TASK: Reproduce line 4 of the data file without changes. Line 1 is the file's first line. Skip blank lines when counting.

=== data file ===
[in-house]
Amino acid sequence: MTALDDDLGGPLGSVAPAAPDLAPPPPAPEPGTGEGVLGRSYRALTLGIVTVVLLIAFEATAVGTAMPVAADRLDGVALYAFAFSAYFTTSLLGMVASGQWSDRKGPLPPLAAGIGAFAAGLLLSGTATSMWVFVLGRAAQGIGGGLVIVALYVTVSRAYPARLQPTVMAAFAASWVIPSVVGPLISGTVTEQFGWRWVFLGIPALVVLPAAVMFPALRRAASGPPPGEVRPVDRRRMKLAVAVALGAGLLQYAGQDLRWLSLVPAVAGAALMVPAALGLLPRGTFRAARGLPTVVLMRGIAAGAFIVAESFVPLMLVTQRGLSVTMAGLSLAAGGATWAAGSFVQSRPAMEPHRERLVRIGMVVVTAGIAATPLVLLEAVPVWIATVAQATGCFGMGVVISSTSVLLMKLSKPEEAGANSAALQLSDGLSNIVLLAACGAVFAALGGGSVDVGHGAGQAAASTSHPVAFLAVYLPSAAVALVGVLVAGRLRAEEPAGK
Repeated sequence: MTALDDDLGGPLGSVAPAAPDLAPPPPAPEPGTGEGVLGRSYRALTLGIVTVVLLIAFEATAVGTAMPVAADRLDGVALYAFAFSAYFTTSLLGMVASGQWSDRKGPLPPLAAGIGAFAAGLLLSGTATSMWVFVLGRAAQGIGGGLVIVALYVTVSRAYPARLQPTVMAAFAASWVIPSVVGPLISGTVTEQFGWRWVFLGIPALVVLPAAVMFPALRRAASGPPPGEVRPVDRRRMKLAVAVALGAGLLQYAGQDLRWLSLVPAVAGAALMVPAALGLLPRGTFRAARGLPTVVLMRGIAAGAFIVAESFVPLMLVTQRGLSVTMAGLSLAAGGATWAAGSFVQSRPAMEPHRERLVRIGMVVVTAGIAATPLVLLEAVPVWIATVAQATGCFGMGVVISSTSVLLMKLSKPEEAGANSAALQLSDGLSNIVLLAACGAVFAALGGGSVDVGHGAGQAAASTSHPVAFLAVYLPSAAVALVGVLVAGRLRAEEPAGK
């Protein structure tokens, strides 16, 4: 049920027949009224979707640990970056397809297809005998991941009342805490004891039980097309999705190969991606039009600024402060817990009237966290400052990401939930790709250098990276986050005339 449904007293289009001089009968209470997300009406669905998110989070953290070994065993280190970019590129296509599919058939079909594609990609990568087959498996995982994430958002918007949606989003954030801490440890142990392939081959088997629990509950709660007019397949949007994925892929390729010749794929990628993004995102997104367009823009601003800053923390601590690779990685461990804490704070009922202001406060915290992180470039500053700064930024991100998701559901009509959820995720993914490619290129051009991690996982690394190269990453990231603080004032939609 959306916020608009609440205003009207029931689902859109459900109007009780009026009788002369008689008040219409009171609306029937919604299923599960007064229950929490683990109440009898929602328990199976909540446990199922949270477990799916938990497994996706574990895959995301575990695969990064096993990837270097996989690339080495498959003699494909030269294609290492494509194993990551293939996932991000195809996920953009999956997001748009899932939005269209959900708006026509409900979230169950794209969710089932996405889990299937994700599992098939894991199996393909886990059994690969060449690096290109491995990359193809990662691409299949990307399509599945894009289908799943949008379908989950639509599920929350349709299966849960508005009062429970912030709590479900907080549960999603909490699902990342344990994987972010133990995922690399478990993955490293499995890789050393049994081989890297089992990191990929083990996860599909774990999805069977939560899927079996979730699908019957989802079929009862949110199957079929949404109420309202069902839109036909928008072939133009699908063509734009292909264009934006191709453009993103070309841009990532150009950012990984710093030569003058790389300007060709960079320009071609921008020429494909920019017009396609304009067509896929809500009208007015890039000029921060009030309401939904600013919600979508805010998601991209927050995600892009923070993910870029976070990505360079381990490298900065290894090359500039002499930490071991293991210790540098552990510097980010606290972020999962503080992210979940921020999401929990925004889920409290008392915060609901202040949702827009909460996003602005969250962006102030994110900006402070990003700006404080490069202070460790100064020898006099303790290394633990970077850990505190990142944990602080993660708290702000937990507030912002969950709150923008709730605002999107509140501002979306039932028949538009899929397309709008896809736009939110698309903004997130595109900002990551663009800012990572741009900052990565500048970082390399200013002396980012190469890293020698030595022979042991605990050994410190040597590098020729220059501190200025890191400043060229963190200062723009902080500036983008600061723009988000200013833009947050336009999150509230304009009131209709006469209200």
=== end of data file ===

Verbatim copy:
């Protein structure tokens, strides 16, 4: 049920027949009224979707640990970056397809297809005998991941009342805490004891039980097309999705190969991606039009600024402060817990009237966290400052990401939930790709250098990276986050005339 449904007293289009001089009968209470997300009406669905998110989070953290070994065993280190970019590129296509599919058939079909594609990609990568087959498996995982994430958002918007949606989003954030801490440890142990392939081959088997629990509950709660007019397949949007994925892929390729010749794929990628993004995102997104367009823009601003800053923390601590690779990685461990804490704070009922202001406060915290992180470039500053700064930024991100998701559901009509959820995720993914490619290129051009991690996982690394190269990453990231603080004032939609 959306916020608009609440205003009207029931689902859109459900109007009780009026009788002369008689008040219409009171609306029937919604299923599960007064229950929490683990109440009898929602328990199976909540446990199922949270477990799916938990497994996706574990895959995301575990695969990064096993990837270097996989690339080495498959003699494909030269294609290492494509194993990551293939996932991000195809996920953009999956997001748009899932939005269209959900708006026509409900979230169950794209969710089932996405889990299937994700599992098939894991199996393909886990059994690969060449690096290109491995990359193809990662691409299949990307399509599945894009289908799943949008379908989950639509599920929350349709299966849960508005009062429970912030709590479900907080549960999603909490699902990342344990994987972010133990995922690399478990993955490293499995890789050393049994081989890297089992990191990929083990996860599909774990999805069977939560899927079996979730699908019957989802079929009862949110199957079929949404109420309202069902839109036909928008072939133009699908063509734009292909264009934006191709453009993103070309841009990532150009950012990984710093030569003058790389300007060709960079320009071609921008020429494909920019017009396609304009067509896929809500009208007015890039000029921060009030309401939904600013919600979508805010998601991209927050995600892009923070993910870029976070990505360079381990490298900065290894090359500039002499930490071991293991210790540098552990510097980010606290972020999962503080992210979940921020999401929990925004889920409290008392915060609901202040949702827009909460996003602005969250962006102030994110900006402070990003700006404080490069202070460790100064020898006099303790290394633990970077850990505190990142944990602080993660708290702000937990507030912002969950709150923008709730605002999107509140501002979306039932028949538009899929397309709008896809736009939110698309903004997130595109900002990551663009800012990572741009900052990565500048970082390399200013002396980012190469890293020698030595022979042991605990050994410190040597590098020729220059501190200025890191400043060229963190200062723009902080500036983008600061723009988000200013833009947050336009999150509230304009009131209709006469209200």